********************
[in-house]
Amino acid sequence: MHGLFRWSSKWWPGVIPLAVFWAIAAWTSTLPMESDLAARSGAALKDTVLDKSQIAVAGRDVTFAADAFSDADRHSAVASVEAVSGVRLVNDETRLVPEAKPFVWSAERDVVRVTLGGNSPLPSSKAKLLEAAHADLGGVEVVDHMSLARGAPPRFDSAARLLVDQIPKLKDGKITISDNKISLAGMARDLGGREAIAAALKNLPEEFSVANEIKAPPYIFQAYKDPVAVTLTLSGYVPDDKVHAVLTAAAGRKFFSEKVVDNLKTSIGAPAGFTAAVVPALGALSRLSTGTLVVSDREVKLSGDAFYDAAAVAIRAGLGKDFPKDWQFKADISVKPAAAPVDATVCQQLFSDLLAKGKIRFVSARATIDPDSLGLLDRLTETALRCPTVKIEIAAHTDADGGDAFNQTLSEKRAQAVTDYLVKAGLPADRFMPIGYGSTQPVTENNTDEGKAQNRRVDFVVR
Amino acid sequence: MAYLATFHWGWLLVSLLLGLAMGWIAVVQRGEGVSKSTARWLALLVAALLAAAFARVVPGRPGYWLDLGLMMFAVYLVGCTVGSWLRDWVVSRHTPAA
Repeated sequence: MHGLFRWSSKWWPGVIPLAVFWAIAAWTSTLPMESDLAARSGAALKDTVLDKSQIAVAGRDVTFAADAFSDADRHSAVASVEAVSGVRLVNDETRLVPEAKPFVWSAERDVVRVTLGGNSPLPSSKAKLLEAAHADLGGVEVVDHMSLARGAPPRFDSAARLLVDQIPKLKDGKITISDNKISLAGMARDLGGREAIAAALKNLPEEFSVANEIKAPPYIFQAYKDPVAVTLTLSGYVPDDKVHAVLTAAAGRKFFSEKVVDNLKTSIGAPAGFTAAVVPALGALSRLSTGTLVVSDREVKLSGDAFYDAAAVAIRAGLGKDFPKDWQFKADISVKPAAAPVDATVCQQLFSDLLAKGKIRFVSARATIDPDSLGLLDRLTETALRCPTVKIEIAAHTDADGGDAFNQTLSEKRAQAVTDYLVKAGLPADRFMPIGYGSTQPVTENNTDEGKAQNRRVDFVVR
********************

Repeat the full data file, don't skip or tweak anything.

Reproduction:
[in-house]
Amino acid sequence: MHGLFRWSSKWWPGVIPLAVFWAIAAWTSTLPMESDLAARSGAALKDTVLDKSQIAVAGRDVTFAADAFSDADRHSAVASVEAVSGVRLVNDETRLVPEAKPFVWSAERDVVRVTLGGNSPLPSSKAKLLEAAHADLGGVEVVDHMSLARGAPPRFDSAARLLVDQIPKLKDGKITISDNKISLAGMARDLGGREAIAAALKNLPEEFSVANEIKAPPYIFQAYKDPVAVTLTLSGYVPDDKVHAVLTAAAGRKFFSEKVVDNLKTSIGAPAGFTAAVVPALGALSRLSTGTLVVSDREVKLSGDAFYDAAAVAIRAGLGKDFPKDWQFKADISVKPAAAPVDATVCQQLFSDLLAKGKIRFVSARATIDPDSLGLLDRLTETALRCPTVKIEIAAHTDADGGDAFNQTLSEKRAQAVTDYLVKAGLPADRFMPIGYGSTQPVTENNTDEGKAQNRRVDFVVR
Amino acid sequence: MAYLATFHWGWLLVSLLLGLAMGWIAVVQRGEGVSKSTARWLALLVAALLAAAFARVVPGRPGYWLDLGLMMFAVYLVGCTVGSWLRDWVVSRHTPAA
Repeated sequence: MHGLFRWSSKWWPGVIPLAVFWAIAAWTSTLPMESDLAARSGAALKDTVLDKSQIAVAGRDVTFAADAFSDADRHSAVASVEAVSGVRLVNDETRLVPEAKPFVWSAERDVVRVTLGGNSPLPSSKAKLLEAAHADLGGVEVVDHMSLARGAPPRFDSAARLLVDQIPKLKDGKITISDNKISLAGMARDLGGREAIAAALKNLPEEFSVANEIKAPPYIFQAYKDPVAVTLTLSGYVPDDKVHAVLTAAAGRKFFSEKVVDNLKTSIGAPAGFTAAVVPALGALSRLSTGTLVVSDREVKLSGDAFYDAAAVAIRAGLGKDFPKDWQFKADISVKPAAAPVDATVCQQLFSDLLAKGKIRFVSARATIDPDSLGLLDRLTETALRCPTVKIEIAAHTDADGGDAFNQTLSEKRAQAVTDYLVKAGLPADRFMPIGYGSTQPVTENNTDEGKAQNRRVDFVVR